In this page, the conditions under which derivative is defined for functions is discussed.

*click on the content to continue..*

Let us revise what we learned in "limits"

• when the function evaluates to indeterminate value `0//0`, limit of the function helps to resolve its value.

• The function is defined at a point, if left-hand-limit and right-hand-limit are equal at the given point.

• The function is not defined at a point, if left-hand-limit and right-hand-limit are not equal at the given point.

• When, left-hand-limit and right-hand-limit are equal, it is commonly referred as limit of the function.

The derivative of a function `f(x)` is the instantaneous rate of change given as

`lim_(delta ->0) (f(x+delta) - f(x))/(delta)`

Are left-hand-limit and right-hand-limit applicable to this expression?

- yes. For some functions, LHL and RHL are to be computed to establish that this limit exists
- yes. For some functions, LHL and RHL are to be computed to establish that this limit exists
- No. For rate of change, the limit always exists.

The answer is "yes. For some functions, LHL and RHL are to be computed to establish that this limit exists". The objective of this lesson is to learn when the LHL and RHL are computed.

The figure shows `y=|x|` in blue. We need to compute `(dy)/(dx)`. `y= { (x , text( for ) x>0), (-x , text( for ) x <0), (0 , text( for ) x =0):}`

Derivative by first principles

`(dy)/(dx)|_(x=a)`*for `x>0` : `|x|=x` and `|a|=a`**right-hand-limit*

`= lim_(x->a+delta) (f(x)-f(a))/(x-a)`

`= lim_(x->a+delta) (|x|-|a|)/(x-a)`

`= lim_(x->a+delta) (x-a)/(x-a)`

`= (a+delta-a)/(a+delta-a)`

`= (delta)/delta`

`= 1`*left-hand-limit*

`= lim_(x->a-delta) (f(x)-f(a))/(x-a)`

`= lim_(x->a-delta) (|x|-|a|)/(x-a)`

`= lim_(x->a-delta) (x-a)/(x-a)`

`= (a-delta-a)/(a-delta-a)`

`= (-delta)/(-delta)`

`= 1`

What does this imply for `x>0`?

- the limit exists for `x>0`
- the expression under limit is continuous for `x>0`
- both the above
- both the above

The answer is "both the above". Note that, the expression under limit is `(f(x+delta) -f(x))/delta`.

The figure shows `y=|x|` in blue. Summary of the result from previous page.

`(dy)/(dx)|_(x=a)`*for `x>0` : `|x|=x` and `|a|=a`**right-hand-limit*

`= lim_(x->a+delta) (|x|-|a|)/(x-a)`

`= 1`*left-hand-limit*

`= lim_(x->a-delta) (|x|-|a|)/(x-a)`

`= 1`

Note that, the expression under limit is `(f(x+delta) -f(x))/delta`. This expression is continuous and defined for x>0.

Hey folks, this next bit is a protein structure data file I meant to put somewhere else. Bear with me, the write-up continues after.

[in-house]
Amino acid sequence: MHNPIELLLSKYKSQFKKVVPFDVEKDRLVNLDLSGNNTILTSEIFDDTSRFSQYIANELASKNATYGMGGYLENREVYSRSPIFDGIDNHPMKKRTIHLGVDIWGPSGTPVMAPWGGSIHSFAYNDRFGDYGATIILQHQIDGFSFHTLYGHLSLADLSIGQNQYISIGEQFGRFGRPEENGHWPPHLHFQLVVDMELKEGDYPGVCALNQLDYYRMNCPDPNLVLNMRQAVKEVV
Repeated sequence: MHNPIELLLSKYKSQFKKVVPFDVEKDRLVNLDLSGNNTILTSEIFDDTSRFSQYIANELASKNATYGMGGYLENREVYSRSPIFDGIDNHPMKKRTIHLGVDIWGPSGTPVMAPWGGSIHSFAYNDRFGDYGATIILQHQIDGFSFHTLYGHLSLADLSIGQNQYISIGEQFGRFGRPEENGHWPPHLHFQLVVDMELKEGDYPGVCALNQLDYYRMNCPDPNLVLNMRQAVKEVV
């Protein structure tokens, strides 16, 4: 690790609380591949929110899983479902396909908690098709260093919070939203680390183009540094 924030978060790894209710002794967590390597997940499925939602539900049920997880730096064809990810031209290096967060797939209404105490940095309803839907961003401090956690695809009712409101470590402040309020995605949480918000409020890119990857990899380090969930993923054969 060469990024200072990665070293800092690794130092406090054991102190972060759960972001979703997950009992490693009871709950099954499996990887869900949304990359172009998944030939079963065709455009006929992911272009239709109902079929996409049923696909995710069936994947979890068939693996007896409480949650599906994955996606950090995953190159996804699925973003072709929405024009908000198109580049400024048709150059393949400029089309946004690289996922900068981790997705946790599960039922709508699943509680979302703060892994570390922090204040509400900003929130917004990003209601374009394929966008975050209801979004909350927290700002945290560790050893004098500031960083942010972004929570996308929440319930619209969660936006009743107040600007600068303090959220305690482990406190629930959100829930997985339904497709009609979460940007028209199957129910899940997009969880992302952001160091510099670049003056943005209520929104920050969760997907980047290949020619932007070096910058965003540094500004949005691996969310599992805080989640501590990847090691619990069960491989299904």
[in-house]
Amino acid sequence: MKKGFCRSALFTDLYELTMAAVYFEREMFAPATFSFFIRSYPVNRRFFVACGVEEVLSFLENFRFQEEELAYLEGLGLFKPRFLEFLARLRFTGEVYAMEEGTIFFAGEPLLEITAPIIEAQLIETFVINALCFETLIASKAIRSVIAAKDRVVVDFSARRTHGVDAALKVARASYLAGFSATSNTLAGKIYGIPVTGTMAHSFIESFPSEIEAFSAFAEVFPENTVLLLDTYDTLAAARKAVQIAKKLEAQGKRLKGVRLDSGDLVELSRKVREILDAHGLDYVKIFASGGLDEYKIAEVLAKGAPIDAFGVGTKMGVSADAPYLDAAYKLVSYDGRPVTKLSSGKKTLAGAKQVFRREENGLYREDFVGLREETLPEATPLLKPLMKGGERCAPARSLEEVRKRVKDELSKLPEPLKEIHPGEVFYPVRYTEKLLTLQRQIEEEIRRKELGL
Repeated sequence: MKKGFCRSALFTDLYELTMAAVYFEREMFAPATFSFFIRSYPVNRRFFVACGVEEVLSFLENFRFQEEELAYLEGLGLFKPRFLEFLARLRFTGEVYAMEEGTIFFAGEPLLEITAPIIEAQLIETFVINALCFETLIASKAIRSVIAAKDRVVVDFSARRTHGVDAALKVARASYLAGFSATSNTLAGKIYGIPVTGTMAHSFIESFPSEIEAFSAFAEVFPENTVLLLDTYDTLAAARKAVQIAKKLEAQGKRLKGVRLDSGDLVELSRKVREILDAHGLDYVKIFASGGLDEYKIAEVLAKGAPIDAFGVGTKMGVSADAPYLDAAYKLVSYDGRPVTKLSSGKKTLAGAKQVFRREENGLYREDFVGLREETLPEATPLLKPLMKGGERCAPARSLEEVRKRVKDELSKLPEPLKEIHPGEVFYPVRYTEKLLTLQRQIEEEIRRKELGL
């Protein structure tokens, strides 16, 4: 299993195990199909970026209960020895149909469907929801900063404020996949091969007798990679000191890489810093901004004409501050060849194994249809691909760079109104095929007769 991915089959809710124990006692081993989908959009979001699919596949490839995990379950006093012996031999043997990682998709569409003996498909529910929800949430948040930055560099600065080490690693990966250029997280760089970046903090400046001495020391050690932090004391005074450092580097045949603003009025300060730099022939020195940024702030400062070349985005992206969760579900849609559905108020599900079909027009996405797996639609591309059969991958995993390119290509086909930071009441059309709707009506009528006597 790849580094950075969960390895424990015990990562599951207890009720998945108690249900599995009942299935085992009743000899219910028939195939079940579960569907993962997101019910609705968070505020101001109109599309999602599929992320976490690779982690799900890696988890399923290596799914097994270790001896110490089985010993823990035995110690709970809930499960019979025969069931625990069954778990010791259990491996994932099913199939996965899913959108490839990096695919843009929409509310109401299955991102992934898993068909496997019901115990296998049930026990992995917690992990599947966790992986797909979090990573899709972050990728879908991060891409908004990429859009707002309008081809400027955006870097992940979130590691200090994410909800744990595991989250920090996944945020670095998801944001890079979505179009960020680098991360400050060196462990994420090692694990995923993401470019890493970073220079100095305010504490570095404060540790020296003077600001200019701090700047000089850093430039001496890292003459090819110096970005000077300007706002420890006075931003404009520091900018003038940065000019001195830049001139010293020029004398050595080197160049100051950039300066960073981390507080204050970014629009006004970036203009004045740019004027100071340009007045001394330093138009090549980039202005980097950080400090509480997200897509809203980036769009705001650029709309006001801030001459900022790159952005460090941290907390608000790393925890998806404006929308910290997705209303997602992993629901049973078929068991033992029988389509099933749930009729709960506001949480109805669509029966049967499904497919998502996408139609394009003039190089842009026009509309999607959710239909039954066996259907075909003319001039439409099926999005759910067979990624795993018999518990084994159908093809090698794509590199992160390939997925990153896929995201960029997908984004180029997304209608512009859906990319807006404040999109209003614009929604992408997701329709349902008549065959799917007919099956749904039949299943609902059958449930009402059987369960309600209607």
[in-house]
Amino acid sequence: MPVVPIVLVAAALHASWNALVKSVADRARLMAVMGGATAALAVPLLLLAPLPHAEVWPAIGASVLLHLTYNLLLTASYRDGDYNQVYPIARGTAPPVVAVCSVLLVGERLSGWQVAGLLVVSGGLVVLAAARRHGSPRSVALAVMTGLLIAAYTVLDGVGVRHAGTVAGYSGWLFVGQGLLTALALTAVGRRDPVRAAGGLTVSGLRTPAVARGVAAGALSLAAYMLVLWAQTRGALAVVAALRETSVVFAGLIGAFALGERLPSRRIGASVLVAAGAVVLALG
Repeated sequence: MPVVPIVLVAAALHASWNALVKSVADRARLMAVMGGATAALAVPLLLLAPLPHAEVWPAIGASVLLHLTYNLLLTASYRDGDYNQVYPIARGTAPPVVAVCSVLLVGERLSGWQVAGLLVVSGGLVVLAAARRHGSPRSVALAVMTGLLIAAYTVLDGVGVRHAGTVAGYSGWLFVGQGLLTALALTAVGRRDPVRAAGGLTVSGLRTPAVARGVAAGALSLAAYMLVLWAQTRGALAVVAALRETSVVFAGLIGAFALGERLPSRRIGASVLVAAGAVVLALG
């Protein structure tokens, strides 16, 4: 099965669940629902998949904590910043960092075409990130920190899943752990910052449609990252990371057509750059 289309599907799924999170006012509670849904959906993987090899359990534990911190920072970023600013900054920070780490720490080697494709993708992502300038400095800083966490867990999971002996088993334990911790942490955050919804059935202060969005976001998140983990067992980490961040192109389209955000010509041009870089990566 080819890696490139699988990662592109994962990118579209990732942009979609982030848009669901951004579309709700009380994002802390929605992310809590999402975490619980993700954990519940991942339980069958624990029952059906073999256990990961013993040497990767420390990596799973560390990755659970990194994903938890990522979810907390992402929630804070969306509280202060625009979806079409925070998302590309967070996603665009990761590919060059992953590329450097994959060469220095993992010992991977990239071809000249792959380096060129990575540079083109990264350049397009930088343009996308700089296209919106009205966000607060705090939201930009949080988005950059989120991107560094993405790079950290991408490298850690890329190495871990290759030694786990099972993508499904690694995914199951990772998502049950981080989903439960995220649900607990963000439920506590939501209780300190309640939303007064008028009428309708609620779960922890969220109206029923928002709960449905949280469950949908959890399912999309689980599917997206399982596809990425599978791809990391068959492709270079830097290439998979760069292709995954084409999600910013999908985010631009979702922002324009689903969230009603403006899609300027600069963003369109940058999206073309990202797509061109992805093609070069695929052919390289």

Since the expression is the derivative of the function `f(x)`, *the derivative of the function is defined for `x>0`*.

The figure shows `y=|x|` in blue. We need to compute `(dy)/(dx)`. Derivative by first principles:

`(dy)/(dx)|_(x=a)`*for `x<0` : `|x|=-x` and `|a|=-a`**right-hand-limit*

`= lim_(x->a+delta) (f(x)-f(a))/(x-a)`

`= lim_(x->a+delta) (|x|-|a|)/(x-a)`

`= lim_(x->a+delta) (-x-(-a))/(x-a)`

`= (-a-delta+a)/(a+delta-a)`

`= (-delta)/delta`

`= -1`*left-hand-limit*

`= lim_(x->a-delta) (f(x)-f(a))/(x-a)`

`= lim_(x->a-delta) (|x|-|a|)/(x-a)`

`= lim_(x->a-delta) (-x-(-a))/(x-a)`

`= (-a+delta+a)/(a-delta-a)`

`= (delta)/(-delta)`

`= -1`

What does this imply for `x<0`?

- the limit exists for `x<0`
- the expression under limit is continuous for `x<0`
- both the above
- both the above

The answer is "both the above". Note that, the expression under limit is `(f(x+delta) -f(x))/delta`.

The figure shows `y=|x|` in blue. Summary of the result from previous page.

`(dy)/(dx)|_(x=a)`*for `x<0` : `|x|=-x` and `|a|=-a`**right-hand-limit*

`= lim_(x->a+delta) (|x|-|a|)/(x-a)`

`= -1`*left-hand-limit*

`= lim_(x->a-delta) (|x|-|a|)/(x-a)`

`= -1`

Note that, the expression under limit is `(f(x+delta) -f(x))/delta`. This expression is continuous and defined for `x<0`.

Since the expression is the derivative of the function `f(x)`, *the derivative of the function is defined for `x<0`*.

The figure shows `y=|x|` in blue. We need to compute `(dy)/(dx)`. Derivative by first principles: finding limits at `x=0`

`y= | [x , text( for ) x>0], [-x , text ( for ) x <0], [0 , text ( for ) x =0]|`

`(dy)/(dx)|_(x=0)`*left hand limit*

`= lim_(x->0-delta) (f(x)-f(0))/(x-0)`

`= lim_(x->0-delta) (|x|-|0|)/(x-0)`*for `x=0-delta` : `|x|=delta`*

`= (delta-0)/(0-delta-0)`

`= (delta)/(-delta)`

`= -1`*right hand limit*

`= lim_(x->0+delta) (f(x)-f(0))/(x-0)`

`= lim_(x->0+delta) (|x|-|0|)/(x-0)`*for `x=0+delta` : `|x|=delta`*

`= (delta-0)/(0+delta-0)`

`= (delta)/(delta)`

`= 1`

At `x=0`, left-hand-limit is `-1` and right-hand-limit is `1`.

What does this imply?

- the limit does not exist at `x=0`
- the expression under limit is not continuous at `x=0`